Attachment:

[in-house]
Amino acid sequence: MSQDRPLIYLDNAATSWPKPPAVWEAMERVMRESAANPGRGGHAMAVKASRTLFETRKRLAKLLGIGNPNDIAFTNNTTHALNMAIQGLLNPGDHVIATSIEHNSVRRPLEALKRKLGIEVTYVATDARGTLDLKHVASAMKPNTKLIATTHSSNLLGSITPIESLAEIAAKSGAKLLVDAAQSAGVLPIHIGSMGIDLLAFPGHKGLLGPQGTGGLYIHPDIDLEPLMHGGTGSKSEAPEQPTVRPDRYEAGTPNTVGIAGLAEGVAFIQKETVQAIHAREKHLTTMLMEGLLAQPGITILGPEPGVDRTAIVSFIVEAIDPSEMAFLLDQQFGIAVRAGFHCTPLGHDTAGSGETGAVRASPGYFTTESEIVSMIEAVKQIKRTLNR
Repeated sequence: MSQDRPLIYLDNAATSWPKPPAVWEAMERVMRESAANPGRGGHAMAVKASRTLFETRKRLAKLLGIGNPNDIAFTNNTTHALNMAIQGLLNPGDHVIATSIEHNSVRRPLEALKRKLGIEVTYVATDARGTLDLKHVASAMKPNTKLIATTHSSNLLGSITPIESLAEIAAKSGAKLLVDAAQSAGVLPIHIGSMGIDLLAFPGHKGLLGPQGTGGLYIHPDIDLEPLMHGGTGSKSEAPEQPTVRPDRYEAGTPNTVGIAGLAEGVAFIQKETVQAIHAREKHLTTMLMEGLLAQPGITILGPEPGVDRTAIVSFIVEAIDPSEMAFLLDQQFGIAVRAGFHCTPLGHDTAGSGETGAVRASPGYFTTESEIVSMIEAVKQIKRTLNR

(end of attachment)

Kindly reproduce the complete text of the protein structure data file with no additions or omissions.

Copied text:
[in-house]
Amino acid sequence: MSQDRPLIYLDNAATSWPKPPAVWEAMERVMRESAANPGRGGHAMAVKASRTLFETRKRLAKLLGIGNPNDIAFTNNTTHALNMAIQGLLNPGDHVIATSIEHNSVRRPLEALKRKLGIEVTYVATDARGTLDLKHVASAMKPNTKLIATTHSSNLLGSITPIESLAEIAAKSGAKLLVDAAQSAGVLPIHIGSMGIDLLAFPGHKGLLGPQGTGGLYIHPDIDLEPLMHGGTGSKSEAPEQPTVRPDRYEAGTPNTVGIAGLAEGVAFIQKETVQAIHAREKHLTTMLMEGLLAQPGITILGPEPGVDRTAIVSFIVEAIDPSEMAFLLDQQFGIAVRAGFHCTPLGHDTAGSGETGAVRASPGYFTTESEIVSMIEAVKQIKRTLNR
Repeated sequence: MSQDRPLIYLDNAATSWPKPPAVWEAMERVMRESAANPGRGGHAMAVKASRTLFETRKRLAKLLGIGNPNDIAFTNNTTHALNMAIQGLLNPGDHVIATSIEHNSVRRPLEALKRKLGIEVTYVATDARGTLDLKHVASAMKPNTKLIATTHSSNLLGSITPIESLAEIAAKSGAKLLVDAAQSAGVLPIHIGSMGIDLLAFPGHKGLLGPQGTGGLYIHPDIDLEPLMHGGTGSKSEAPEQPTVRPDRYEAGTPNTVGIAGLAEGVAFIQKETVQAIHAREKHLTTMLMEGLLAQPGITILGPEPGVDRTAIVSFIVEAIDPSEMAFLLDQQFGIAVRAGFHCTPLGHDTAGSGETGAVRASPGYFTTESEIVSMIEAVKQIKRTLNR